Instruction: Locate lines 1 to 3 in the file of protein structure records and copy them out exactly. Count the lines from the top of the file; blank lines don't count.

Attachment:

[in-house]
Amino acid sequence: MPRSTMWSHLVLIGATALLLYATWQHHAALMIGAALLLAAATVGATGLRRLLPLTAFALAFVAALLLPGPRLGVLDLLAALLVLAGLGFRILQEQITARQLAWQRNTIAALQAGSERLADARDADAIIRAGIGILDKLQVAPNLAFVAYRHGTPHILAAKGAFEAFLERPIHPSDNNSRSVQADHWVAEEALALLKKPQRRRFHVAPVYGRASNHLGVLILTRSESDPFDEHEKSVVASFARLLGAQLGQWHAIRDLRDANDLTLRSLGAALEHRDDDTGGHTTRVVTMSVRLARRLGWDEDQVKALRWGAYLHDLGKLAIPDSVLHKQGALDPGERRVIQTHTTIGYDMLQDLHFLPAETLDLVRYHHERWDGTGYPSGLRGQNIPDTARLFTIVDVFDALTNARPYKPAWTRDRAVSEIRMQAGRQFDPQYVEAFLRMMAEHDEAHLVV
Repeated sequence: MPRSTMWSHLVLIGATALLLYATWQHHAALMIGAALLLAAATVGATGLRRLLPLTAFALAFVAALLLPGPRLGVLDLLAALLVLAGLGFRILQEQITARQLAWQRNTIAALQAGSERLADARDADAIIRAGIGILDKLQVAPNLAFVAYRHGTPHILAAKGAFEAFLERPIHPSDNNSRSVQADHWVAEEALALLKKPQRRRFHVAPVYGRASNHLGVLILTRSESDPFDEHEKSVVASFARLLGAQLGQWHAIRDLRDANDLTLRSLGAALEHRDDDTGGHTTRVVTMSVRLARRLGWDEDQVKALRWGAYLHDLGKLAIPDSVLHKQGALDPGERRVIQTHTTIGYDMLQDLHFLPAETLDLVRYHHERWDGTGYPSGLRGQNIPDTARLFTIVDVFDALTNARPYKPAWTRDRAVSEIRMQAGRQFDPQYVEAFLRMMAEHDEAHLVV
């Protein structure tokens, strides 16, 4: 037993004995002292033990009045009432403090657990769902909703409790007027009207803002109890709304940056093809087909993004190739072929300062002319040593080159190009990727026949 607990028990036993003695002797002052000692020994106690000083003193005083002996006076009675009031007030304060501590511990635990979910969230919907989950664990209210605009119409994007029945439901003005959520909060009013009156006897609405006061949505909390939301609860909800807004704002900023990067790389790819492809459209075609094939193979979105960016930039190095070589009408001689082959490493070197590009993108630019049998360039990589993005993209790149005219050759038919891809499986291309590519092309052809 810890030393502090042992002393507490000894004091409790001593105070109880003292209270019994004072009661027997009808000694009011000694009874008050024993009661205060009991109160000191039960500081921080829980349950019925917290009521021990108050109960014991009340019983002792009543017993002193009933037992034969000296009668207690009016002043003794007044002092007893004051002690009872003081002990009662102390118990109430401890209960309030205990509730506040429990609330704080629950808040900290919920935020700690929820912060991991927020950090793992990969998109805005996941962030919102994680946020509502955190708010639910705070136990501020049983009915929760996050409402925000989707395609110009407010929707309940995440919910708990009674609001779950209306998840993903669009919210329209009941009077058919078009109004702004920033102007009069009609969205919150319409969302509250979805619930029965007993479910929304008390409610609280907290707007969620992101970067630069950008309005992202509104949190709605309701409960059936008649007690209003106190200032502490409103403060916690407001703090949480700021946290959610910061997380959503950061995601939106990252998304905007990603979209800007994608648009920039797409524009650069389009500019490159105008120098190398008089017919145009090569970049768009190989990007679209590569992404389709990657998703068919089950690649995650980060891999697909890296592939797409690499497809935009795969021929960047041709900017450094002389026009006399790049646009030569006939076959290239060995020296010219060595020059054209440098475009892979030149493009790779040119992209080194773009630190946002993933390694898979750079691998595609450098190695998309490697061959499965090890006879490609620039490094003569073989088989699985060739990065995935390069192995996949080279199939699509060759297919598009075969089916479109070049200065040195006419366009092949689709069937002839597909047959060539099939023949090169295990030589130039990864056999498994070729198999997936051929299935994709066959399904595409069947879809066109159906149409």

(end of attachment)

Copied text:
[in-house]
Amino acid sequence: MPRSTMWSHLVLIGATALLLYATWQHHAALMIGAALLLAAATVGATGLRRLLPLTAFALAFVAALLLPGPRLGVLDLLAALLVLAGLGFRILQEQITARQLAWQRNTIAALQAGSERLADARDADAIIRAGIGILDKLQVAPNLAFVAYRHGTPHILAAKGAFEAFLERPIHPSDNNSRSVQADHWVAEEALALLKKPQRRRFHVAPVYGRASNHLGVLILTRSESDPFDEHEKSVVASFARLLGAQLGQWHAIRDLRDANDLTLRSLGAALEHRDDDTGGHTTRVVTMSVRLARRLGWDEDQVKALRWGAYLHDLGKLAIPDSVLHKQGALDPGERRVIQTHTTIGYDMLQDLHFLPAETLDLVRYHHERWDGTGYPSGLRGQNIPDTARLFTIVDVFDALTNARPYKPAWTRDRAVSEIRMQAGRQFDPQYVEAFLRMMAEHDEAHLVV
Repeated sequence: MPRSTMWSHLVLIGATALLLYATWQHHAALMIGAALLLAAATVGATGLRRLLPLTAFALAFVAALLLPGPRLGVLDLLAALLVLAGLGFRILQEQITARQLAWQRNTIAALQAGSERLADARDADAIIRAGIGILDKLQVAPNLAFVAYRHGTPHILAAKGAFEAFLERPIHPSDNNSRSVQADHWVAEEALALLKKPQRRRFHVAPVYGRASNHLGVLILTRSESDPFDEHEKSVVASFARLLGAQLGQWHAIRDLRDANDLTLRSLGAALEHRDDDTGGHTTRVVTMSVRLARRLGWDEDQVKALRWGAYLHDLGKLAIPDSVLHKQGALDPGERRVIQTHTTIGYDMLQDLHFLPAETLDLVRYHHERWDGTGYPSGLRGQNIPDTARLFTIVDVFDALTNARPYKPAWTRDRAVSEIRMQAGRQFDPQYVEAFLRMMAEHDEAHLVV